“What we’re trying to achieve with 3DEXPERIENCE WORKS is to add power in terms of simulation for SOLIDWORKS users,” Tillet explained. “It’s for all sizes of companies—small, medium or large. It’s based on the 3DEXPERIENCE platform, so it’s cloud-based to leverage collaboration tools as well as data sharing and a secure data center.”

Screenshot of simulation on the 3DEXPERIENCE WORKS platform. (Image courtesy of Dassault Systèmes.)

Screenshot of simulation on the 3DEXPERIENCE WORKS platform. (Image courtesy of Dassault Systèmes.)

Though not directly integrated within SOLIDWORKS, 3DEXPERIENCE WORKS is designed to work closely with SOLIDWORKS and it offers many of the same benefits as SOLIDWORKS Simulation. There is a connector that allows SOLIDWORKS users to launch simulation in 3DEXPERIENCE WORKS directly from SOLIDWORKS, opening their CAD models on the cloud platform with all data intact. Any changes to the CAD model are automatically propagated to 3DEXPERIENCE WORKS.

“There is a smooth transition in terms of data continuity and in terms of the learning curve, as there is access directly from SOLIDWORKS,” said Tillet.

3DEXPERIENCE WORKS offers a number of different analysis capabilities to suit a wide range of users and use cases. It includes tools for structural analysis, from mainstream linear static studies to advanced non-linear analysis and high speed impact simulations. 3DEXPERIENCE WORKS also includes capabilities for computational fluid dynamics (CFD) and plastic injection molding simulation, as well as tools for reviewing and comparing analysis results.  

For the most advanced users, 3DEXPERIENCE WORKS provides extensive non-linear capabilities that come by way of the Abaqus FEA solver. These allow users to conduct non-linear static studies for large deformation and sliding contacts. Users also have the ability to solve high-speed events like drop tests, aided by high performance computing (HPC).

According to Tillet, 3DEXPERIENCE WORKS offers simulation to users from novice to expert. Adding to the platform’s flexibility is the subscription model in which users can license the tools they need either quarterly or annually, adjusting their access depending on their needs.

“The fact that we have this flexibility is a plus, because we have a lot of small customers who need simulation on a specific project,” Tillet said. “You can purchase what you need for the time you need, and depending on the project needs, the user’s needs, you choose what fits you the best.”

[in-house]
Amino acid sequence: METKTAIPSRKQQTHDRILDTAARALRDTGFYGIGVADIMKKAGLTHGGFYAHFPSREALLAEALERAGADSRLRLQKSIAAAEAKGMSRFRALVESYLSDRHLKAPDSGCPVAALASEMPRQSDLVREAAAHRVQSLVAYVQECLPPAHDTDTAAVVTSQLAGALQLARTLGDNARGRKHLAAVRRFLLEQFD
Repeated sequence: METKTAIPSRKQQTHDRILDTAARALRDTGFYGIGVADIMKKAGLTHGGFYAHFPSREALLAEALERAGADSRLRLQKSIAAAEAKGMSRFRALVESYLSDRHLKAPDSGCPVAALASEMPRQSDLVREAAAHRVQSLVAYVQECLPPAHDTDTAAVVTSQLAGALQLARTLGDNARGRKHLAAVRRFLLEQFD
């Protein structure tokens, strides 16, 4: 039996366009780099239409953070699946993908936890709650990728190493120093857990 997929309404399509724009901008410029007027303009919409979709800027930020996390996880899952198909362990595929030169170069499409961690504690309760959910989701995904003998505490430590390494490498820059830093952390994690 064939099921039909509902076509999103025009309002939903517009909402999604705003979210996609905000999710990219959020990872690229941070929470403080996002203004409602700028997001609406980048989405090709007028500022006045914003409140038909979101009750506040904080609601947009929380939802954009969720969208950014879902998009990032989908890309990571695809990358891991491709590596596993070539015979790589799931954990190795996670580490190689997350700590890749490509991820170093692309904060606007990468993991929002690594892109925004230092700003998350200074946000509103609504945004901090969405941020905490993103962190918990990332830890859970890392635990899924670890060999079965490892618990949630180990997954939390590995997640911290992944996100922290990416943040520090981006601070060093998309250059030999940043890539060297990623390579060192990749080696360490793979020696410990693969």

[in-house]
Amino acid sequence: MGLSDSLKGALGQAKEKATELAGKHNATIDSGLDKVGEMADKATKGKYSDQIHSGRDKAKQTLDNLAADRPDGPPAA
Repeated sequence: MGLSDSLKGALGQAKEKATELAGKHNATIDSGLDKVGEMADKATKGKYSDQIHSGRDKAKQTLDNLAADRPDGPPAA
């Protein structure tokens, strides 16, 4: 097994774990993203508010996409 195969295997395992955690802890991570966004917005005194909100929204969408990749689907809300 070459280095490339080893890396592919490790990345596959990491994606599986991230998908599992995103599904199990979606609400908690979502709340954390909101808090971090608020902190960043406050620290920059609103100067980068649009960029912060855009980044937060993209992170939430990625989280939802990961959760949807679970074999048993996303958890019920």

A Spectrum of Simulation

When considering different simulation options, there are a few factors SOLIDWORKS users should take into account. Both SOLIDWORKS Simulation and the 3DEXPERIENCE WORKS simulation solutions are suitable for mainstream simulation needs, but users that require advanced meshing options or plan to conduct extensive non-linear analysis should turn to the cloud platform.

“We have customers where we’ve seen a difference [for non-linear analysis] between 20 hours in SOLIDWORKS Simulation and 40 minutes with 3DEXPERIENCE WORKS,” Tillet said.

When using 3DEXPERIENCE WORKS, users can leverage the resources of the cloud to conduct analyses, scaling up to as many cores as necessary to perform a study efficiently. Cloud simulations are available for purchase with cloud credits on 3DEXPERIENCE. Users can also run local studies on up to four cores (or more with the purchase of credits). SOLIDWORKS Simulation, in contrast, offers local studies only.

Ultimately, the simulation solutions available to SOLIDWORKS users are meant to provide a flexible range of options for users of all types. There is a unified development team behind all of the simulation applications, and they all complement one another, according to Tillet.

“SOLIDWORKS Simulation is a proven solution that’s embedded within SOLIDWORKS, and it’s great at what it does,” he said. “If you’re looking for more power to solve more complex problems, like highly non-linear problems, that would be a strong reason to consider simulation with 3DEXPERIENCE WORKS. You could leverage both and they will compliment each other.”

For a more detailed look at simulation-driven design and the FEA tools available to SOLIDWORKS users, read the recent research report.

Written by

Michael Alba

Michael is a senior editor at He covers computer hardware, design software, electronics, and more. Michael holds a degree in Engineering Physics from the University of Alberta.